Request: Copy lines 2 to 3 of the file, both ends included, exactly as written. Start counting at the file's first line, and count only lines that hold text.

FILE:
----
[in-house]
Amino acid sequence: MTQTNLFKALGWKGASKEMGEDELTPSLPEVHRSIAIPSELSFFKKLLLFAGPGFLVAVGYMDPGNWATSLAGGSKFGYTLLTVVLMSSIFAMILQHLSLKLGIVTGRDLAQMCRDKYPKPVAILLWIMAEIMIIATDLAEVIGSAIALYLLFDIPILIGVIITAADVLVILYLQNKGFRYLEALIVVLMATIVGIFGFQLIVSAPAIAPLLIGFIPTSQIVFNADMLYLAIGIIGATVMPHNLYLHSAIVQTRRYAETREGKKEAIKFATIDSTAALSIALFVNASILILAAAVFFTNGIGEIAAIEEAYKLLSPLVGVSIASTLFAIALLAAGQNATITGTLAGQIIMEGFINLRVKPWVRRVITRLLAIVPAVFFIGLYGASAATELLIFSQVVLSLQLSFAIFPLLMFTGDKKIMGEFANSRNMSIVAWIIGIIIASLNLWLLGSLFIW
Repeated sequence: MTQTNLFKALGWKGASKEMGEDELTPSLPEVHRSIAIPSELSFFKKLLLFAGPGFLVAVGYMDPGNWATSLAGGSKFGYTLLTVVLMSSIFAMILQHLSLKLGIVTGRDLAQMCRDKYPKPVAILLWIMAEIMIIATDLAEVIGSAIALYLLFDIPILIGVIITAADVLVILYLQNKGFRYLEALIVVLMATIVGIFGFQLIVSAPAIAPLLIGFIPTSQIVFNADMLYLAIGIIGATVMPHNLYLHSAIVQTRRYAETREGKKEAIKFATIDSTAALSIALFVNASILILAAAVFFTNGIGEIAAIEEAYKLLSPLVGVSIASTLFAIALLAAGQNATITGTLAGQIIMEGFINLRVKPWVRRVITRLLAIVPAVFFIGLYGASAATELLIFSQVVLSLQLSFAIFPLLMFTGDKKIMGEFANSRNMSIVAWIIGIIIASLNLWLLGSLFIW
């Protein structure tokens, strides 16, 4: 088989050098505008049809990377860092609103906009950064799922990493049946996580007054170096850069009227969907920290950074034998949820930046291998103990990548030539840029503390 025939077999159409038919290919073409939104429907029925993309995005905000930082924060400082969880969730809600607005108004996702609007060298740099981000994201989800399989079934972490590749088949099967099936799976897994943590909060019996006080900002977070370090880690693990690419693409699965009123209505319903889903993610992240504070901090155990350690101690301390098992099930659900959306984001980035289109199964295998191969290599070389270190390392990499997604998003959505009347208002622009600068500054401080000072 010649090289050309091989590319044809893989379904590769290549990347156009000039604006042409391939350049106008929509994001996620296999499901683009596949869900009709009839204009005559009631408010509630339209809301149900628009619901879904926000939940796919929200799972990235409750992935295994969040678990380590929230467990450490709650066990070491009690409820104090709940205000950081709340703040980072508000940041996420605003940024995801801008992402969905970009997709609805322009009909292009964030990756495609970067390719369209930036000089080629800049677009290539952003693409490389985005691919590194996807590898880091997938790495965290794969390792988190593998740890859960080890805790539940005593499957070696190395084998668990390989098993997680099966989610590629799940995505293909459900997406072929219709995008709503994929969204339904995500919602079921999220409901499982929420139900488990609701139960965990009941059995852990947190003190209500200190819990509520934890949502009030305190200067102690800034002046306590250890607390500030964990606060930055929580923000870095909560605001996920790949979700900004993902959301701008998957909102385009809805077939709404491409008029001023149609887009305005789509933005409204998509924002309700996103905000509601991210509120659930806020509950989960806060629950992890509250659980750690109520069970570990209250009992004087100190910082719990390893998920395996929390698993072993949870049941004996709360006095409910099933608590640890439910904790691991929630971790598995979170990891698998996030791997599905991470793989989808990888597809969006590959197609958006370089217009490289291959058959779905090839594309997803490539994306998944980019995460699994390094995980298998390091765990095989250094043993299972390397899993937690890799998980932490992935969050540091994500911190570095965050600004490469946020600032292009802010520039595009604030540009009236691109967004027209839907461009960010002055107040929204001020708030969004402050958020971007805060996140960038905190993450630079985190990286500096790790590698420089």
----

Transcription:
Amino acid sequence: MTQTNLFKALGWKGASKEMGEDELTPSLPEVHRSIAIPSELSFFKKLLLFAGPGFLVAVGYMDPGNWATSLAGGSKFGYTLLTVVLMSSIFAMILQHLSLKLGIVTGRDLAQMCRDKYPKPVAILLWIMAEIMIIATDLAEVIGSAIALYLLFDIPILIGVIITAADVLVILYLQNKGFRYLEALIVVLMATIVGIFGFQLIVSAPAIAPLLIGFIPTSQIVFNADMLYLAIGIIGATVMPHNLYLHSAIVQTRRYAETREGKKEAIKFATIDSTAALSIALFVNASILILAAAVFFTNGIGEIAAIEEAYKLLSPLVGVSIASTLFAIALLAAGQNATITGTLAGQIIMEGFINLRVKPWVRRVITRLLAIVPAVFFIGLYGASAATELLIFSQVVLSLQLSFAIFPLLMFTGDKKIMGEFANSRNMSIVAWIIGIIIASLNLWLLGSLFIW
Repeated sequence: MTQTNLFKALGWKGASKEMGEDELTPSLPEVHRSIAIPSELSFFKKLLLFAGPGFLVAVGYMDPGNWATSLAGGSKFGYTLLTVVLMSSIFAMILQHLSLKLGIVTGRDLAQMCRDKYPKPVAILLWIMAEIMIIATDLAEVIGSAIALYLLFDIPILIGVIITAADVLVILYLQNKGFRYLEALIVVLMATIVGIFGFQLIVSAPAIAPLLIGFIPTSQIVFNADMLYLAIGIIGATVMPHNLYLHSAIVQTRRYAETREGKKEAIKFATIDSTAALSIALFVNASILILAAAVFFTNGIGEIAAIEEAYKLLSPLVGVSIASTLFAIALLAAGQNATITGTLAGQIIMEGFINLRVKPWVRRVITRLLAIVPAVFFIGLYGASAATELLIFSQVVLSLQLSFAIFPLLMFTGDKKIMGEFANSRNMSIVAWIIGIIIASLNLWLLGSLFIW